These children share their experiences through words and photographs.
I want to be a lawyer and work in the government later, because I want to change the situation here in Badghis…This year, there’s been so much fighting. Many people were killed – both the Taliban and government soldiers, but some of them were innocent. At night, I often hear the planes fly over my house. I know that they will not strike here, but I wonder where they are going and who will die. Many people have died here in Badghis because of the war – Eidnaz, 12, Badghis province.
The Right To A Future
16 children – including @GretaThunberg & @AlexandriaV2005 – filed a landmark complaint on the climate crisis to the UN child rights committee.
They’re demanding #ClimateAction now, #ForEveryChild. #UNGA pic.twitter.com/6XtJvquskD
— UNICEF (@UNICEF) September 24, 2019
The Psychological Damage of 'Cages'
Immigrant children’s drawings have been released by The American Academy of Pediatrics, displaying the long-term trauma of Trump administration’s border policies that separate immigrant children from parents or guardians.
— Gabe Gutierrez (@gabegutierrez) July 3, 2019
“The fact that the drawings are so realistic and horrific gives us a view into what these children have experienced
Not Just Greta
If you’re teaching about Greta, teach about Autumn as well.
Activist since she was 8
Nominated for the 2019 International Children’s Peace Prize
Chief Water Commissioner for Anishinabek First Nation & Wikwemikong First Nation https://t.co/intQ6c9leR
— Sara K. Ahmed (@SaraKAhmed) September 24, 2019
— Bana Alabed (@AlabedBana) November 24, 2016
Read more about the amazing activist children fighting to protect the Earth:
Water is the lifeblood of mother earth … water is around us and sustains us all. Everything is connected to this issue of clean water. – Autumn Peltier
China's Cultural Genocide
Muslim children are being separated from their families, faith and language in China’s far western region of Xinjiang.
In 60 separate interviews, parents and children testify the disappearance of more than 100 children.
Let's Talk About Race and Racism
Have a look at this children’s book list for conversations on race, racism and resistance:
The Forgotten Children
The devastating experiences of the 128 children on Nauru (2016):
The harm is permanent…the damage is done to these children.
Tip Sheet for Supporting Refugees and Asylum Seekers
Children are the most vulnerable to exploitation and abuse in war and conflict.
A helpful tip sheet by Australian Child and Adolescent Trauma, Loss and Grief Network for supporting refugees and asylum seekers recovering from trauma:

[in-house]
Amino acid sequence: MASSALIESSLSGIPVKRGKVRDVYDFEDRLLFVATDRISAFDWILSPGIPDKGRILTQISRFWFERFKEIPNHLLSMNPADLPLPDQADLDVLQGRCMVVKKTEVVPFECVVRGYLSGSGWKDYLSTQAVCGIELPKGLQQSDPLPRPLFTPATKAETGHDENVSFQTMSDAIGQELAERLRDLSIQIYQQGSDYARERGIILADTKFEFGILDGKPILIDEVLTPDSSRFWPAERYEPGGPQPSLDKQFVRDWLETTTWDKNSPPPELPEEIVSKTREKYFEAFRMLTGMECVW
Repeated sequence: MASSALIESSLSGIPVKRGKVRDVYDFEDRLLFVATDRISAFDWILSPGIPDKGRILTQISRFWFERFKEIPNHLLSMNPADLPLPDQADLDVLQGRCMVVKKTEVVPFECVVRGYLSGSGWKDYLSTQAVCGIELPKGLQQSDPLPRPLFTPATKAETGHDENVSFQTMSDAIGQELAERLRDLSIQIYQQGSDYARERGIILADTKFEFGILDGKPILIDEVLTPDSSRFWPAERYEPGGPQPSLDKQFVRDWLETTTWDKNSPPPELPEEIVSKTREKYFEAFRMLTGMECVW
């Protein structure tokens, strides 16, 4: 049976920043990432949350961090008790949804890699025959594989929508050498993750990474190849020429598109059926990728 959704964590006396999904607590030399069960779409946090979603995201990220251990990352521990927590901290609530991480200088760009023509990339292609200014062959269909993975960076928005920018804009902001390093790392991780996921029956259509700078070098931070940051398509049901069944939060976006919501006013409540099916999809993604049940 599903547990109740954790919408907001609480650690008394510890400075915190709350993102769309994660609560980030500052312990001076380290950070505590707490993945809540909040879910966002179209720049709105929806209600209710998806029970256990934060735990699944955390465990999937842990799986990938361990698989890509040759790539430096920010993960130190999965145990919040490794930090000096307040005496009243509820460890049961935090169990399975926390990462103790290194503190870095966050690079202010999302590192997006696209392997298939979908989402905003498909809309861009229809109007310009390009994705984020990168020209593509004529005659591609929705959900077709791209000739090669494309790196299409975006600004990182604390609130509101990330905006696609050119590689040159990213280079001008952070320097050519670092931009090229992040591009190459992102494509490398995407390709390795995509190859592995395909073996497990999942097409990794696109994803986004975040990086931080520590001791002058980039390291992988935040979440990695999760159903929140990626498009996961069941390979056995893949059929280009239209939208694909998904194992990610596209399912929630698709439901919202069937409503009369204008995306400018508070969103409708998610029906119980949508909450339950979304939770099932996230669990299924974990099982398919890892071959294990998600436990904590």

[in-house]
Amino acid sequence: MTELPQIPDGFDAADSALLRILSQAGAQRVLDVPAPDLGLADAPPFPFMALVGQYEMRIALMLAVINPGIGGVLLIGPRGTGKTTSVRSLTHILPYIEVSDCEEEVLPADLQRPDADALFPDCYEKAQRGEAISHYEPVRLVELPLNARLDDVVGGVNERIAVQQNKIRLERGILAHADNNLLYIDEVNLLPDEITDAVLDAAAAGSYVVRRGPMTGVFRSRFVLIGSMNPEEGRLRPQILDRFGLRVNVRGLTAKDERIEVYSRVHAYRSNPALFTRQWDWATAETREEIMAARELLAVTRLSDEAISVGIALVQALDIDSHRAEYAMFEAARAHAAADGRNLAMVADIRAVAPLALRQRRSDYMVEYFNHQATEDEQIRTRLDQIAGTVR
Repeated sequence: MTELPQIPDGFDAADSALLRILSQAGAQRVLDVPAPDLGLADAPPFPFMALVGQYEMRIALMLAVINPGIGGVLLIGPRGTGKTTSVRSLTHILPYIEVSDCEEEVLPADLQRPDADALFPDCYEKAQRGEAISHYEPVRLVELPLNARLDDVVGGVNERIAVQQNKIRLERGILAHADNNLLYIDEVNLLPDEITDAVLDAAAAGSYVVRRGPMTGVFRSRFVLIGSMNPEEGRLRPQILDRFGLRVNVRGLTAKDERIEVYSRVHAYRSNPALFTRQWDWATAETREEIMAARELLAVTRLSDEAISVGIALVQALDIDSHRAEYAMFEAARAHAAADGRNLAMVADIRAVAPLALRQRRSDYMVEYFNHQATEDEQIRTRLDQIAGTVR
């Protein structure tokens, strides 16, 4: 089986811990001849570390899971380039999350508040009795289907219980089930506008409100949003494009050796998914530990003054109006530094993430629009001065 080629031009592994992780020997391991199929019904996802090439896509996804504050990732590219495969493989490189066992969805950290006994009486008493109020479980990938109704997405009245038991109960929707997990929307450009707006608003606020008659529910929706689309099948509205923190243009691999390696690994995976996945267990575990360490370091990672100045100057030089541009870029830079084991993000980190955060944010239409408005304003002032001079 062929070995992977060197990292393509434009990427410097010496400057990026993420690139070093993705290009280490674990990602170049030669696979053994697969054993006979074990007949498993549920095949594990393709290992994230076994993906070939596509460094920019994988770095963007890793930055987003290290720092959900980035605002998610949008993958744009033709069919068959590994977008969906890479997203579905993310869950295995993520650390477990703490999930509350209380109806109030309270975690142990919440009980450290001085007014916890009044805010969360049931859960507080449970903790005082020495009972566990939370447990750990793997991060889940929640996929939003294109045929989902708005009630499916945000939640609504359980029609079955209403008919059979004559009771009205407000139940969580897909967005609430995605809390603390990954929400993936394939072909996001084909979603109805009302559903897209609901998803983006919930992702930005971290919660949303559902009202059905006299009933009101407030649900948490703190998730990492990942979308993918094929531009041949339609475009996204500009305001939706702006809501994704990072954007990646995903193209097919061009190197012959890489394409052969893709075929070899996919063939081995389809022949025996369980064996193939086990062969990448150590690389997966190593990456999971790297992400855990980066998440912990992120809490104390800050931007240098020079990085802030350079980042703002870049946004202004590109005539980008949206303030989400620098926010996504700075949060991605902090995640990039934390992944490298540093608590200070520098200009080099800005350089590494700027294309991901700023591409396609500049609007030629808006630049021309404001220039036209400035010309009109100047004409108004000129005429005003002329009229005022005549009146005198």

From War Torn Syria to a Sydney Symphony
A young violinist learnt the violin himself by watching Youtube clips in war-torn Syria.
When I play the violin, I’m not in this world anymore. I forget everything.
Here is his amazing journey:
Rohingya Youth's Mental Health Project
Rohingya children were forced to flee with their families from the horrific violence committed against their community in Myanmar.
Read more about the mental health project these children are involved with to speak about their worries and sadness:
Children's Book: It Only Takes One Yes
Somali refugee Habso Mohamud who grew up in a refugee camp in Kenya has become a children’s illustrated book author.
The book titled ‘It Only Takes One Yes’ based on Habso’s real life shares some powerful messages about mental health and refugee stereotypes.
We are the agents of change – Habso Mohamud
Don’t give up on yourself and don’t give up on your dreams, no matter where you are or what circumstances in life that you might come across.
Football Dreams to Reality
A three-day training programme involving players from refugee and host communities coached from Italian football club Sampdoria.
When children are not at school, they don’t have much to do in the settlements, so sport keeps them busy and active. It also helps them make new friends and this promotes peace. These kinds of activities have a great impact –James Bond Anywar, protection assistant with UNHCR.
When I play football, I am happy, I feel like I am an important member of the community and I can share my ideas – Patrick Amba.
If you have come here to help me, you are wasting your time. But if you have come because your liberation is bound up with mine, then let us work together.Dr. Lilla Watson, Indigenous Artist, Activist and Academic